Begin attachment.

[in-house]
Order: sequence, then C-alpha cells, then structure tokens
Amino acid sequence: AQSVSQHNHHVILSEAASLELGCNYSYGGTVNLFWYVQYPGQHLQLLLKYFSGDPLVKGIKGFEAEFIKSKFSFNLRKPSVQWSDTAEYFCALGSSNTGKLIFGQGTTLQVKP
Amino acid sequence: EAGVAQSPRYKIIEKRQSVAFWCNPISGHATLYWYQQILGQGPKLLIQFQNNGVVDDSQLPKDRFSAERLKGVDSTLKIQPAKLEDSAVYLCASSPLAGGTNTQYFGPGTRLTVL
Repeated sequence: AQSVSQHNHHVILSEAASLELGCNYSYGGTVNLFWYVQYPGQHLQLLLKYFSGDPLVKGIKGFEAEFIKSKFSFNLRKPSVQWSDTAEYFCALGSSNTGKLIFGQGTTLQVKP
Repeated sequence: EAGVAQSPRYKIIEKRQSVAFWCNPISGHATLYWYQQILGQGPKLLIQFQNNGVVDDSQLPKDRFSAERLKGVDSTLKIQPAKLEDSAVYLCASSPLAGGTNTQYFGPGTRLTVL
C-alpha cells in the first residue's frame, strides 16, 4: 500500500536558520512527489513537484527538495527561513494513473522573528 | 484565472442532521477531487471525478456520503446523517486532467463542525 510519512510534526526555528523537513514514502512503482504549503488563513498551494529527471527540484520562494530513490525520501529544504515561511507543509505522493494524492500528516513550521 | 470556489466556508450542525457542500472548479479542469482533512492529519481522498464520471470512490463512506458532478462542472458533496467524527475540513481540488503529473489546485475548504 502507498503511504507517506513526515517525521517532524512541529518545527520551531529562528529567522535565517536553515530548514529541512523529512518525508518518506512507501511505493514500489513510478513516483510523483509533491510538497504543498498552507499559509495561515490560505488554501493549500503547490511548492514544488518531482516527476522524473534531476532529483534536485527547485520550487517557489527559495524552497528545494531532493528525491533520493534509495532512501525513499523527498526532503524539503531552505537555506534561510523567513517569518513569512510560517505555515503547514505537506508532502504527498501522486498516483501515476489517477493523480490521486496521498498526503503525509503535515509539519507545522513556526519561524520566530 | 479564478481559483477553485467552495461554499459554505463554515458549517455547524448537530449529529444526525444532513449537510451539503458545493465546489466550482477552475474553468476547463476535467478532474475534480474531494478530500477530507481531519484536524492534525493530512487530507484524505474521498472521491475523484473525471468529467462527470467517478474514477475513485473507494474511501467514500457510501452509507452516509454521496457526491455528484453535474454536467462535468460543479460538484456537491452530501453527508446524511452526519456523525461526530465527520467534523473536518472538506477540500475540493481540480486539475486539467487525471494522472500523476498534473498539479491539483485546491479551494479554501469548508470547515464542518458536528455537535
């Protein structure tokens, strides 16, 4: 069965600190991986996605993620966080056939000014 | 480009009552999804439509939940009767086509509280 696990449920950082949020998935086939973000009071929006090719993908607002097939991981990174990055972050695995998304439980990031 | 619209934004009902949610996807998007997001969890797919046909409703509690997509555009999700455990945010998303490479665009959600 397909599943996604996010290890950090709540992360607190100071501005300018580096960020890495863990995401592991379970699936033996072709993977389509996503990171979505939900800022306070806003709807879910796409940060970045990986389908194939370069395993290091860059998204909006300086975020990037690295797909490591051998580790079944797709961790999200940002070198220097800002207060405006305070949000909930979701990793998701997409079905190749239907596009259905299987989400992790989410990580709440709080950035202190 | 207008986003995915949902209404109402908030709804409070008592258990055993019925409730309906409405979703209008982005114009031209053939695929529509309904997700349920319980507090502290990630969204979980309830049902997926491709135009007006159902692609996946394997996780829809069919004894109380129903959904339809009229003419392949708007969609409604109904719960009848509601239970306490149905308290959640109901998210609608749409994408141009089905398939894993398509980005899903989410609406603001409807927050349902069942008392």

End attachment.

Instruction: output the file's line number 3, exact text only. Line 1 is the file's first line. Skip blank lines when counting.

Amino acid sequence: AQSVSQHNHHVILSEAASLELGCNYSYGGTVNLFWYVQYPGQHLQLLLKYFSGDPLVKGIKGFEAEFIKSKFSFNLRKPSVQWSDTAEYFCALGSSNTGKLIFGQGTTLQVKP